Minister: Poland should not pay any of its EU court fines
WARSAW, Poland (AP) — Poland’s justice minister said Thursday the European Union member should not pay any of the total $1.8 million daily fines the EU’s top court imposed for Warsaw’s ignoring its injunctions on changes to the judiciary and operation of a lignite mine.
Zbigniew Ziobro called the European Court of Justice injunctions lawless. Poland insists the court has no authority over its justice system and has been ignoring its rulings.
On Wednesday, the court fined Poland $1.2 million a day to prevent what it called “serious and irreparable harm” to the EU’s legal order, chiefly by having a politically-influenced Supreme Court body for disciplining judges and by undermining judicial independence.
In July, the EU court instructed Poland to close the Disciplinary Chamber. Poland has consented but has not done that yet.
Last month, the EU court fined Poland $600,000 per day for failing to heed an injunction to close the Turow lignite mine, in a drawn-out dispute with neighboring Czech Republic. Poland is not paying that fine. Warsaw argues it cannot close the mine, because it fuels the Turow power plant that generates some 7% of the nation’s energy.
“The Polish state cannot bow to lawlessness,” Ziobro told a news conference.
“Whether the illegal penalties regarding Turow ... or the penalty for changes to the judiciary, Poland cannot and should not pay a single zloty, (local currency),” said Ziobro who is the author of the changes to Poland’s justice system.
On Thursday, the European Network of Councils for the Judiciary expelled Poland’s council over serious concerns as to its independence. Some members of Poland’s council were appointed with political recommendation. The expelling vote took place at the European body’s General Assembly in Vilnius, Lithuania. The councils recommend judicial appointments and help regulate work of the judiciary.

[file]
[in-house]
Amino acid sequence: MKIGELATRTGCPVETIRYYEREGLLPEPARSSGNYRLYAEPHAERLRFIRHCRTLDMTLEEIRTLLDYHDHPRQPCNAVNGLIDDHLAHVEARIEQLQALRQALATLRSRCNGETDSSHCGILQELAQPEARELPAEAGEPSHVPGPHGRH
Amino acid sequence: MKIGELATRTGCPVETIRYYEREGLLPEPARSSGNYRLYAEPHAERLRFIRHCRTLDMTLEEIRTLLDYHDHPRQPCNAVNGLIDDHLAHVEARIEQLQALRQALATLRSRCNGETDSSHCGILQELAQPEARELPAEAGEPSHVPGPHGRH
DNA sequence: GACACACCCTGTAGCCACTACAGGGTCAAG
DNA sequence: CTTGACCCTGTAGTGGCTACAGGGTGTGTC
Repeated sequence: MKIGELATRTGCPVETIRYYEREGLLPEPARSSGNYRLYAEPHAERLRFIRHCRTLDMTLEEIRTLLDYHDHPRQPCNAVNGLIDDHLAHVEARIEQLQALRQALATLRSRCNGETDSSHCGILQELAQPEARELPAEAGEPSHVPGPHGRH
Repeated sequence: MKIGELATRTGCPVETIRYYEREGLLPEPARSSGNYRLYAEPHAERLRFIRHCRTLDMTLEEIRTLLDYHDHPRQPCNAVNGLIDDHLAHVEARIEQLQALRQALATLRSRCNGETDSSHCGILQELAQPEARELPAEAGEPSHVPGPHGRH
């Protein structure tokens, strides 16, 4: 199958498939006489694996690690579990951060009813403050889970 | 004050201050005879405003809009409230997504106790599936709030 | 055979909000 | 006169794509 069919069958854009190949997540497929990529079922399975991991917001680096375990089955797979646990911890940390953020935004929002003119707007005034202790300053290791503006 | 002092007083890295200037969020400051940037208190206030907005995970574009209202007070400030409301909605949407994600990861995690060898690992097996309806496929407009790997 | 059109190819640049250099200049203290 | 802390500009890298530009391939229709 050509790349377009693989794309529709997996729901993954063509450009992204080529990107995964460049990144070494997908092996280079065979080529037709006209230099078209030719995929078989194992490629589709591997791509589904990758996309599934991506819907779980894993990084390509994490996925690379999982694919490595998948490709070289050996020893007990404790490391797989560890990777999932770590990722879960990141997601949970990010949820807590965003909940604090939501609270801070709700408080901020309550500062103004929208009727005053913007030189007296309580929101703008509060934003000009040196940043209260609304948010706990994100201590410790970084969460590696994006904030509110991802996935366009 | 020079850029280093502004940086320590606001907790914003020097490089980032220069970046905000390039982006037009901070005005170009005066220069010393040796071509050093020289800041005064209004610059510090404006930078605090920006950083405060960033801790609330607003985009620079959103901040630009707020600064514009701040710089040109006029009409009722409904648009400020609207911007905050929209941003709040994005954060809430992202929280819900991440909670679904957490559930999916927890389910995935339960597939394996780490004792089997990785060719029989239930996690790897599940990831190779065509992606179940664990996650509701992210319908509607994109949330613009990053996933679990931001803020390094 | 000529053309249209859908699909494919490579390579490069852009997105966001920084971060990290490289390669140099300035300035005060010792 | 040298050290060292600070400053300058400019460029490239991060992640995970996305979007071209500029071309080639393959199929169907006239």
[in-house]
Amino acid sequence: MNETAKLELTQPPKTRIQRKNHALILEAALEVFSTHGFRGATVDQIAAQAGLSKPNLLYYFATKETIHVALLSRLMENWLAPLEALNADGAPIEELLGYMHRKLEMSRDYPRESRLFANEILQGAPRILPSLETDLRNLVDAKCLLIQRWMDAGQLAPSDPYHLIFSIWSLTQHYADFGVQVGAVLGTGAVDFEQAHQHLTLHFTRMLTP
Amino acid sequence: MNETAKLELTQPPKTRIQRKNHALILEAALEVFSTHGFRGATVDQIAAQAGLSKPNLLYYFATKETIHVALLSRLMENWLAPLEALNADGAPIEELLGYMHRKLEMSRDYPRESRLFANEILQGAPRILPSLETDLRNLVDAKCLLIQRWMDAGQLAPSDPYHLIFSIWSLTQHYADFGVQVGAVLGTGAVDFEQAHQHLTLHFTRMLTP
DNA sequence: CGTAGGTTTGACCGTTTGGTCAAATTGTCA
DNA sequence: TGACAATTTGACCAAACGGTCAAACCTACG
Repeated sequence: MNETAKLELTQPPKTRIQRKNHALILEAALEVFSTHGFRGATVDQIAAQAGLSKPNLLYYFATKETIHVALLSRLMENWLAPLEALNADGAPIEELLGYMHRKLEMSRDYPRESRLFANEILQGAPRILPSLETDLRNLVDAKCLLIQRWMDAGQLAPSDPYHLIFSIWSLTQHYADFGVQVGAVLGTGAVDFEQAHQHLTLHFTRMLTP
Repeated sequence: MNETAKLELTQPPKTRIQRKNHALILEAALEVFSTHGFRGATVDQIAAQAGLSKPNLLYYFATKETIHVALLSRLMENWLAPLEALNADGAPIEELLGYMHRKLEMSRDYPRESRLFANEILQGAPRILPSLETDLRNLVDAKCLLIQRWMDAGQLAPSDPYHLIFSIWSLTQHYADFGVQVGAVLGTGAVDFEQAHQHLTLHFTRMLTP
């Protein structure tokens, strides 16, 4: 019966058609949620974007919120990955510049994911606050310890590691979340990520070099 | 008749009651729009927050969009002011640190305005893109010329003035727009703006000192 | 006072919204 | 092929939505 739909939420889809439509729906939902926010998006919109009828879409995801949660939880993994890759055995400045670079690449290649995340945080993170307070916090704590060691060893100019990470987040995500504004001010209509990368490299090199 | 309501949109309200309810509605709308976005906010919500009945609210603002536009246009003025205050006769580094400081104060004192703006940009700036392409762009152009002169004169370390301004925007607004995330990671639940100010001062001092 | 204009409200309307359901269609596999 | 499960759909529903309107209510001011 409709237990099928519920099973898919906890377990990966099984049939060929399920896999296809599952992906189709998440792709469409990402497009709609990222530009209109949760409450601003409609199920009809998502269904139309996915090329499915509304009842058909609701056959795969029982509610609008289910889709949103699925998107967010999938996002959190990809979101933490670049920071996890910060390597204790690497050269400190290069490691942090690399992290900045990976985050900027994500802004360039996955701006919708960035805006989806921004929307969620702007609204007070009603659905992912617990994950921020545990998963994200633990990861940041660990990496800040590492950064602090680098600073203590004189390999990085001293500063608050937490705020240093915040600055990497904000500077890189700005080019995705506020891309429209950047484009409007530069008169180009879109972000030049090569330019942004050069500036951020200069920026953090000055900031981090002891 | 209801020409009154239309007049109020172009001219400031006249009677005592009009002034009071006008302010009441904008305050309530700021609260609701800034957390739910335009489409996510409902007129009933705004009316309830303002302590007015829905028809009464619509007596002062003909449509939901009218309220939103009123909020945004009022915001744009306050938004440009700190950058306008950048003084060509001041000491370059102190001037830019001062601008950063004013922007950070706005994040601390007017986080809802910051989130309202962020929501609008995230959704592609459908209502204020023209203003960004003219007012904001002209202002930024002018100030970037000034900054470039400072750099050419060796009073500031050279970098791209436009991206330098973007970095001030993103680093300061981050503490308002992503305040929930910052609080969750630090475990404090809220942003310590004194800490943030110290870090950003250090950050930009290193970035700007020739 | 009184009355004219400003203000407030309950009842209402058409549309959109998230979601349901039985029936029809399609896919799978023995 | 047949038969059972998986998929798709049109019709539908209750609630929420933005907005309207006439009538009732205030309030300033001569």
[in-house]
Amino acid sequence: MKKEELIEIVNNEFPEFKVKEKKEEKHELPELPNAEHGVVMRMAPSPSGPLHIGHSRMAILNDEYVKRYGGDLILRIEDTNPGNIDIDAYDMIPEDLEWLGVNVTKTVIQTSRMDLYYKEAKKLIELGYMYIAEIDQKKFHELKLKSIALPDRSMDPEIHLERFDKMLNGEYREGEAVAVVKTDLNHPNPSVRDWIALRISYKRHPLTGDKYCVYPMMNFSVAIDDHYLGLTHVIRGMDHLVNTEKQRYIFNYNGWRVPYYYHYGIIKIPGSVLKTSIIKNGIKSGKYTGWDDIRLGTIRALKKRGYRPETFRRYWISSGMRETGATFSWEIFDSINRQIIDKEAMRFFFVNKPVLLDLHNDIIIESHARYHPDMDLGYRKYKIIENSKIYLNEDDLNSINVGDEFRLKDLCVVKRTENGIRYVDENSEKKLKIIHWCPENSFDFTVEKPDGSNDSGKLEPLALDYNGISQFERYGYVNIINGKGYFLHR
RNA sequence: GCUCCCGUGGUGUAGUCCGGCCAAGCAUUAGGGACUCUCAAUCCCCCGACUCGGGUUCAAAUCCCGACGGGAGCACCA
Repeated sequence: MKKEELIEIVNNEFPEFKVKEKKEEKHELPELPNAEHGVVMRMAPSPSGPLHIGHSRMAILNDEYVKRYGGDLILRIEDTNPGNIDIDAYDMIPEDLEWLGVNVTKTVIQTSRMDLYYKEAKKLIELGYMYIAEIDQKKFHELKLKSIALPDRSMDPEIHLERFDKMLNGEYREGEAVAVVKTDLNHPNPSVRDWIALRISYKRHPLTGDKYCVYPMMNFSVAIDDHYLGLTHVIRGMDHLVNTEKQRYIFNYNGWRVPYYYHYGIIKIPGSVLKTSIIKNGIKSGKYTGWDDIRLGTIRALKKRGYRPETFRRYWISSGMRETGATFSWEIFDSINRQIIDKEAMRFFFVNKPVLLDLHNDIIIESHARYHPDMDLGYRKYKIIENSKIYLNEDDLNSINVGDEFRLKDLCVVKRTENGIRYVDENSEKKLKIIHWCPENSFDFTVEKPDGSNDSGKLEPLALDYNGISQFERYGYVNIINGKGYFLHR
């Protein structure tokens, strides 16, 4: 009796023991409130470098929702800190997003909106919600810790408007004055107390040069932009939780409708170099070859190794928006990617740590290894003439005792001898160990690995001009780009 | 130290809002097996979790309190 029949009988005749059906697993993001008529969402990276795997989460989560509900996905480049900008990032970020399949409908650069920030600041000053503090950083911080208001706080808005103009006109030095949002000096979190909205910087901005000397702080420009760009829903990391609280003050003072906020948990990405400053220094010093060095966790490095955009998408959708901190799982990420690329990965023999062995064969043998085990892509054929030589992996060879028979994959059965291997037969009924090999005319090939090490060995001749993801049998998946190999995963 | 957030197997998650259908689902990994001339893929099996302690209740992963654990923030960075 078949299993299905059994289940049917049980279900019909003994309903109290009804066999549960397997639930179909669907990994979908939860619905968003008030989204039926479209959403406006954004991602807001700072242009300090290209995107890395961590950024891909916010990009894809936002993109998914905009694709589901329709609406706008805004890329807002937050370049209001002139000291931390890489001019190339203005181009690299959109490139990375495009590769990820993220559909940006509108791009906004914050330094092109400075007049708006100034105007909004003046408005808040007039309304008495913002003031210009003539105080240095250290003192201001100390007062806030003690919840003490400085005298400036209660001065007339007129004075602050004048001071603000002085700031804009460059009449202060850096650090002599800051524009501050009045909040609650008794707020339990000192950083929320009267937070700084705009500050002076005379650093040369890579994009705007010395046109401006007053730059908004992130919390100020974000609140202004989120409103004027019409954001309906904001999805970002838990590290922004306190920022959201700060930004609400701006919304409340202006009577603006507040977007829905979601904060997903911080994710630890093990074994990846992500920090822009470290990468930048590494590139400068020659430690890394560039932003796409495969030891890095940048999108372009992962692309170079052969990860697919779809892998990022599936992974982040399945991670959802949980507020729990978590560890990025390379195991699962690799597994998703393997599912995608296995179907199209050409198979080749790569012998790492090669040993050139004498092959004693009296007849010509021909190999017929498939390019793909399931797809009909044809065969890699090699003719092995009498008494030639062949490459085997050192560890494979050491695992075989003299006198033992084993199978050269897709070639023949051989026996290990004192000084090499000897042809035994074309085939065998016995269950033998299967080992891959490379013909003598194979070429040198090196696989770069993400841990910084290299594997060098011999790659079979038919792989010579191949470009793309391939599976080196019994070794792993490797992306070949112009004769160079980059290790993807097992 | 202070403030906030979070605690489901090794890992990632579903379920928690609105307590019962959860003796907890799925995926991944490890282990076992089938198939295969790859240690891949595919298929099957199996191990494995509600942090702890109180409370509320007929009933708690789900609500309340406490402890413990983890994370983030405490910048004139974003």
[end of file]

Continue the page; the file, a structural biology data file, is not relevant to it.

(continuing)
The EU is warning it can suspend payment of pandemic recovery funds to Poland unless the disciplinary body is abolished, but Commission head Ursula von der Leyen on Wednesday expressed hope for a compromise.
She said strict conditions for payment of the funds to Poland will include closing of the Disciplinary Chamber and changes to the way the judges are disciplined, as well as reinstalling some of the suspended judges.
“I think it is doable, I hope that we will reach an agreement, “ von der Leyen said. ”But the reform part is conditio sine qua non.”
Polish Prime Minister Mateusz Morawiecki said Thursday the government will work out a compromise, but said it will take months. He told the European Parliament last week the Disciplinary Chamber will be abolished, but gave no timeframe, and also indicated some other body will take its place. It was not clear whether the replacement would be more in line with the EU’s values.